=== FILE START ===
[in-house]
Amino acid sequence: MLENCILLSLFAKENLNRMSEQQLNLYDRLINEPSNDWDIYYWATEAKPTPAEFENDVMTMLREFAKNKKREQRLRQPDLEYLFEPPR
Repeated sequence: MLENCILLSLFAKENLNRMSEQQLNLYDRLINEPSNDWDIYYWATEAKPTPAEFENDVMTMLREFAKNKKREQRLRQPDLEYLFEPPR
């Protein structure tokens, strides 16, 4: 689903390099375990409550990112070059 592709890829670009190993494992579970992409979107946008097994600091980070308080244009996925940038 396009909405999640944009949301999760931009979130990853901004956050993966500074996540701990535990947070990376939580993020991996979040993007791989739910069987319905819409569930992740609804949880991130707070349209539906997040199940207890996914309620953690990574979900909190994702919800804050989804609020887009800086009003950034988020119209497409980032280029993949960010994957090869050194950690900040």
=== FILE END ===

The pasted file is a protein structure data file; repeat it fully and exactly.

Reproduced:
[in-house]
Amino acid sequence: MLENCILLSLFAKENLNRMSEQQLNLYDRLINEPSNDWDIYYWATEAKPTPAEFENDVMTMLREFAKNKKREQRLRQPDLEYLFEPPR
Repeated sequence: MLENCILLSLFAKENLNRMSEQQLNLYDRLINEPSNDWDIYYWATEAKPTPAEFENDVMTMLREFAKNKKREQRLRQPDLEYLFEPPR
């Protein structure tokens, strides 16, 4: 689903390099375990409550990112070059 592709890829670009190993494992579970992409979107946008097994600091980070308080244009996925940038 396009909405999640944009949301999760931009979130990853901004956050993966500074996540701990535990947070990376939580993020991996979040993007791989739910069987319905819409569930992740609804949880991130707070349209539906997040199940207890996914309620953690990574979900909190994702919800804050989804609020887009800086009003950034988020119209497409980032280029993949960010994957090869050194950690900040």